Fifth Circuit: Diversity Jurisdiction Over FINRA Award Based on Demand

The Fifth Circuit Bar Association's summary reports: "Appellants were investors who suffered financial losses as a result of R. Allen Stanford's Ponzi scheme. In their arbitration complaint, they sought $80 million in damages. After a two week hearing, a Financial Industry Regulatory Authority panel rejected Appellants' claims, but it awarded them $10,000 in compensation for certain arbitration-related expenses. "On November 7, 2014, Appellee filed, pursuant to Section 9 of the Federal Arbitration Act, a motion to confirm the arbitration award. Because the arbitration award fell below the amount in controversy for Federal jurisdiction, 28 U.S.C. §1332(a), Appellants sought dismissal. In holding that the $75,000 amount in controversy requirement was met, the District Court noted, however, that Federal Courts have disagreed about the proper standard for determining the amount in controversy in the context of confirming an arbitration award below $75,000, and proceeded to certify the issue for interlocutory appeal pursuant to 28 U.S.C. § 1292(b). "Whereas the "award" approach contemplates that the amount in controversy is determined by the amount of the underlying arbitration award regardless of the amount sought, the "demand" approach theorizes that the amount in controversy is the amount sought in the underlying arbitration rather than the amount awarded. Affirming the District Court, the Fifth Circuit agrees that the demand approach is the correct one." Pershing, L.L.C. v. Kiebach, No. 15-30396 (5th Cir. Apr. 6, 2016). The opinion is here.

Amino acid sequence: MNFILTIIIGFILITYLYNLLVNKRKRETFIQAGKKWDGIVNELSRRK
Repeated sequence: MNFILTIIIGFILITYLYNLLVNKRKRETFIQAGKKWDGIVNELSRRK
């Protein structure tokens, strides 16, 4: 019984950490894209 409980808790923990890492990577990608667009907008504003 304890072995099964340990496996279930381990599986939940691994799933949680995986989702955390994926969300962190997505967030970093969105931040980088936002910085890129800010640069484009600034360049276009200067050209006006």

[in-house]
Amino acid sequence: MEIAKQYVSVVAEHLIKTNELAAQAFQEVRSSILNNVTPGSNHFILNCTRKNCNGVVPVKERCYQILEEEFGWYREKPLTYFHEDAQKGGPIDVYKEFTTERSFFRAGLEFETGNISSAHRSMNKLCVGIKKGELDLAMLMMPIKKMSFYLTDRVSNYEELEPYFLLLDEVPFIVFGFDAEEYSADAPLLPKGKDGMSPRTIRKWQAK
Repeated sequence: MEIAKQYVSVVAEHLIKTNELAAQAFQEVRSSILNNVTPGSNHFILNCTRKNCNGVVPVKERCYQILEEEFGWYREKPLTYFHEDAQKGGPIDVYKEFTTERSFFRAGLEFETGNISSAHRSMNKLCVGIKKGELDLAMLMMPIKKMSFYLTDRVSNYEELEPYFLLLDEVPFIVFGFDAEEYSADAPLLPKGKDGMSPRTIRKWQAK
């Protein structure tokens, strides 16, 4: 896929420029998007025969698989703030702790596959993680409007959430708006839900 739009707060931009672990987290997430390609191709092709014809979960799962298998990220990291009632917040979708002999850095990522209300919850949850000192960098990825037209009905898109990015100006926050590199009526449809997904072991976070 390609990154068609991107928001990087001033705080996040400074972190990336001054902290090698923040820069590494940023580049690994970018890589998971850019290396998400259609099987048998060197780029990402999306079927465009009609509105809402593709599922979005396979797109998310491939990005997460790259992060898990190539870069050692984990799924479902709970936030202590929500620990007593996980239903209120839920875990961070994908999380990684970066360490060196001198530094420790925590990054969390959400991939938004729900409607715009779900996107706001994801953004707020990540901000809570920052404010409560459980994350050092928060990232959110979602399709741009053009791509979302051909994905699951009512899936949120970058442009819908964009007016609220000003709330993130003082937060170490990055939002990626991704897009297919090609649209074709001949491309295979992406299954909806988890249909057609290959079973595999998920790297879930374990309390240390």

Thomas K. Potter, III ( is a partner in the Securities Litigation Practice Group at Burr & Forman, LLP. Tom is licensed in Tennessee, Texas and Louisiana. He has over 30 years' experience representing financial institutions in litigation, regulatory and compliance matters. See attorney profile. © 2016 by Thomas K. Potter, III (all rights reserved).

Posted in: FINRA
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